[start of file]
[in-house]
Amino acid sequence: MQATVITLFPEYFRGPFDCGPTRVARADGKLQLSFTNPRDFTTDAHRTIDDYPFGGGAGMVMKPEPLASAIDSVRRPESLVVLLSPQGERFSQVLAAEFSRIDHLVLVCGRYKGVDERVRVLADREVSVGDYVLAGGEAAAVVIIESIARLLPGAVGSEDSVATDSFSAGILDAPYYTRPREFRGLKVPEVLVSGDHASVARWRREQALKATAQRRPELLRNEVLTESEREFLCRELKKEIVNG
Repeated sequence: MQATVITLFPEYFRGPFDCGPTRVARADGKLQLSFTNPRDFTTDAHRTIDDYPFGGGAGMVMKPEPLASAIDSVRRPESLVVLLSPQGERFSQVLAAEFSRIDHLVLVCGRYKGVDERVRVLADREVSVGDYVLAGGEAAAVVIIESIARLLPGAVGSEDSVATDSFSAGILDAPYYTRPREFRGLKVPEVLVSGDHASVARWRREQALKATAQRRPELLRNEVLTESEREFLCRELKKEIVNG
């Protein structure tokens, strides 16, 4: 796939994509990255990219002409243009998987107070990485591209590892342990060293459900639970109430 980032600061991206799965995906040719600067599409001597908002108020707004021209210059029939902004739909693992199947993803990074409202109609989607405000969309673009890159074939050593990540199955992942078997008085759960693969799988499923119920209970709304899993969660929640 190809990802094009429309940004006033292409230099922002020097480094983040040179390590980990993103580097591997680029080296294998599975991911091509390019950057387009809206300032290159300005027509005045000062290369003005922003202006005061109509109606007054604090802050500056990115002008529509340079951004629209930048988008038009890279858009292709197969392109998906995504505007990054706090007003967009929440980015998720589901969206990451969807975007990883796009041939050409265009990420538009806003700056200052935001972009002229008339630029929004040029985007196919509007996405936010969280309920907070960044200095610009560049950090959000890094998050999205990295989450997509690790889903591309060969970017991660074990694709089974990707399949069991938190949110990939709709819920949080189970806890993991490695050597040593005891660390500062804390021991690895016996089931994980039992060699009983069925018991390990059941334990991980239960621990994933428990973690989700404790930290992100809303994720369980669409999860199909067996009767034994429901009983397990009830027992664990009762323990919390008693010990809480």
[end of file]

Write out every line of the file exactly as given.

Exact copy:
[in-house]
Amino acid sequence: MQATVITLFPEYFRGPFDCGPTRVARADGKLQLSFTNPRDFTTDAHRTIDDYPFGGGAGMVMKPEPLASAIDSVRRPESLVVLLSPQGERFSQVLAAEFSRIDHLVLVCGRYKGVDERVRVLADREVSVGDYVLAGGEAAAVVIIESIARLLPGAVGSEDSVATDSFSAGILDAPYYTRPREFRGLKVPEVLVSGDHASVARWRREQALKATAQRRPELLRNEVLTESEREFLCRELKKEIVNG
Repeated sequence: MQATVITLFPEYFRGPFDCGPTRVARADGKLQLSFTNPRDFTTDAHRTIDDYPFGGGAGMVMKPEPLASAIDSVRRPESLVVLLSPQGERFSQVLAAEFSRIDHLVLVCGRYKGVDERVRVLADREVSVGDYVLAGGEAAAVVIIESIARLLPGAVGSEDSVATDSFSAGILDAPYYTRPREFRGLKVPEVLVSGDHASVARWRREQALKATAQRRPELLRNEVLTESEREFLCRELKKEIVNG
């Protein structure tokens, strides 16, 4: 796939994509990255990219002409243009998987107070990485591209590892342990060293459900639970109430 980032600061991206799965995906040719600067599409001597908002108020707004021209210059029939902004739909693992199947993803990074409202109609989607405000969309673009890159074939050593990540199955992942078997008085759960693969799988499923119920209970709304899993969660929640 190809990802094009429309940004006033292409230099922002020097480094983040040179390590980990993103580097591997680029080296294998599975991911091509390019950057387009809206300032290159300005027509005045000062290369003005922003202006005061109509109606007054604090802050500056990115002008529509340079951004629209930048988008038009890279858009292709197969392109998906995504505007990054706090007003967009929440980015998720589901969206990451969807975007990883796009041939050409265009990420538009806003700056200052935001972009002229008339630029929004040029985007196919509007996405936010969280309920907070960044200095610009560049950090959000890094998050999205990295989450997509690790889903591309060969970017991660074990694709089974990707399949069991938190949110990939709709819920949080189970806890993991490695050597040593005891660390500062804390021991690895016996089931994980039992060699009983069925018991390990059941334990991980239960621990994933428990973690989700404790930290992100809303994720369980669409999860199909067996009767034994429901009983397990009830027992664990009762323990919390008693010990809480």